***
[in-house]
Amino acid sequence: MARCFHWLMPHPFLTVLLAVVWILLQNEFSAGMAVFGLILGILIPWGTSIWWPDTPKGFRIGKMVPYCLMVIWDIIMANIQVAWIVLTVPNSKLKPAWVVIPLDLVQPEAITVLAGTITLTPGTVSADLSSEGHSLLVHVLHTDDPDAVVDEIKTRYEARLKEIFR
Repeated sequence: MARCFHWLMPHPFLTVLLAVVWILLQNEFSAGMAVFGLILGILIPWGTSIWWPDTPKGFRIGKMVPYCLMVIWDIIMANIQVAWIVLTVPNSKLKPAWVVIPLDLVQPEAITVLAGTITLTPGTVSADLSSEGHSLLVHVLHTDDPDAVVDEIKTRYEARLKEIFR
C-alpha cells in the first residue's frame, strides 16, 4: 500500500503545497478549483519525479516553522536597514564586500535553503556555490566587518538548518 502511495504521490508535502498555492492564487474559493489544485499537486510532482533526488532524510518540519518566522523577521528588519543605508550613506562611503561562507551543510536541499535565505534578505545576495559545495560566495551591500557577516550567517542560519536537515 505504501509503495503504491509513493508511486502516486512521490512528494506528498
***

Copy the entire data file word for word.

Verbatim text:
[in-house]
Amino acid sequence: MARCFHWLMPHPFLTVLLAVVWILLQNEFSAGMAVFGLILGILIPWGTSIWWPDTPKGFRIGKMVPYCLMVIWDIIMANIQVAWIVLTVPNSKLKPAWVVIPLDLVQPEAITVLAGTITLTPGTVSADLSSEGHSLLVHVLHTDDPDAVVDEIKTRYEARLKEIFR
Repeated sequence: MARCFHWLMPHPFLTVLLAVVWILLQNEFSAGMAVFGLILGILIPWGTSIWWPDTPKGFRIGKMVPYCLMVIWDIIMANIQVAWIVLTVPNSKLKPAWVVIPLDLVQPEAITVLAGTITLTPGTVSADLSSEGHSLLVHVLHTDDPDAVVDEIKTRYEARLKEIFR
C-alpha cells in the first residue's frame, strides 16, 4: 500500500503545497478549483519525479516553522536597514564586500535553503556555490566587518538548518 502511495504521490508535502498555492492564487474559493489544485499537486510532482533526488532524510518540519518566522523577521528588519543605508550613506562611503561562507551543510536541499535565505534578505545576495559545495560566495551591500557577516550567517542560519536537515 505504501509503495503504491509513493508511486502516486512521490512528494506528498